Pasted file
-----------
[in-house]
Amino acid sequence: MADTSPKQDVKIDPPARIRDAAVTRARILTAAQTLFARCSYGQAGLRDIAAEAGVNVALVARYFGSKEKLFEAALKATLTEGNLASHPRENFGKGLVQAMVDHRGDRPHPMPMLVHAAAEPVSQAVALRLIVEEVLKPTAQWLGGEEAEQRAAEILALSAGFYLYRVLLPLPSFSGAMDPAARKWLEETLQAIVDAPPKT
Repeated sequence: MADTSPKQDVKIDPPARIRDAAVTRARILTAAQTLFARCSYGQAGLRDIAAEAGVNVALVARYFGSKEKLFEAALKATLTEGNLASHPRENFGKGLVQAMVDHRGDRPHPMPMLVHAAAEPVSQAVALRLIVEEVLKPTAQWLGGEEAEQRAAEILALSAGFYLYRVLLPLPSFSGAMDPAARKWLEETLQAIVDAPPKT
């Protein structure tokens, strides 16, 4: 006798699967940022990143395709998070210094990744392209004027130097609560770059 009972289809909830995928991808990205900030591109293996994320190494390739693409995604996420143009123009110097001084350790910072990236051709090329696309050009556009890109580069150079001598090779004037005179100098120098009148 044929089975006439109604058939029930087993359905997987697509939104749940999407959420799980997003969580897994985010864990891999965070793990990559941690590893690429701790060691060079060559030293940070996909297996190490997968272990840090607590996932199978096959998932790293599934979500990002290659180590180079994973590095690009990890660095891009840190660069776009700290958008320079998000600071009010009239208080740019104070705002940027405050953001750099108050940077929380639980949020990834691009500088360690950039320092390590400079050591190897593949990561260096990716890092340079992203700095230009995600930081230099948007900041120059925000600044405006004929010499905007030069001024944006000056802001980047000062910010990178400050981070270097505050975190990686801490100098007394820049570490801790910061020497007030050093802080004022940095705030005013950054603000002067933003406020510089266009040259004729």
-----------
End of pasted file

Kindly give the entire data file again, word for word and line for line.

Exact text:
[in-house]
Amino acid sequence: MADTSPKQDVKIDPPARIRDAAVTRARILTAAQTLFARCSYGQAGLRDIAAEAGVNVALVARYFGSKEKLFEAALKATLTEGNLASHPRENFGKGLVQAMVDHRGDRPHPMPMLVHAAAEPVSQAVALRLIVEEVLKPTAQWLGGEEAEQRAAEILALSAGFYLYRVLLPLPSFSGAMDPAARKWLEETLQAIVDAPPKT
Repeated sequence: MADTSPKQDVKIDPPARIRDAAVTRARILTAAQTLFARCSYGQAGLRDIAAEAGVNVALVARYFGSKEKLFEAALKATLTEGNLASHPRENFGKGLVQAMVDHRGDRPHPMPMLVHAAAEPVSQAVALRLIVEEVLKPTAQWLGGEEAEQRAAEILALSAGFYLYRVLLPLPSFSGAMDPAARKWLEETLQAIVDAPPKT
């Protein structure tokens, strides 16, 4: 006798699967940022990143395709998070210094990744392209004027130097609560770059 009972289809909830995928991808990205900030591109293996994320190494390739693409995604996420143009123009110097001084350790910072990236051709090329696309050009556009890109580069150079001598090779004037005179100098120098009148 044929089975006439109604058939029930087993359905997987697509939104749940999407959420799980997003969580897994985010864990891999965070793990990559941690590893690429701790060691060079060559030293940070996909297996190490997968272990840090607590996932199978096959998932790293599934979500990002290659180590180079994973590095690009990890660095891009840190660069776009700290958008320079998000600071009010009239208080740019104070705002940027405050953001750099108050940077929380639980949020990834691009500088360690950039320092390590400079050591190897593949990561260096990716890092340079992203700095230009995600930081230099948007900041120059925000600044405006004929010499905007030069001024944006000056802001980047000062910010990178400050981070270097505050975190990686801490100098007394820049570490801790910061020497007030050093802080004022940095705030005013950054603000002067933003406020510089266009040259004729």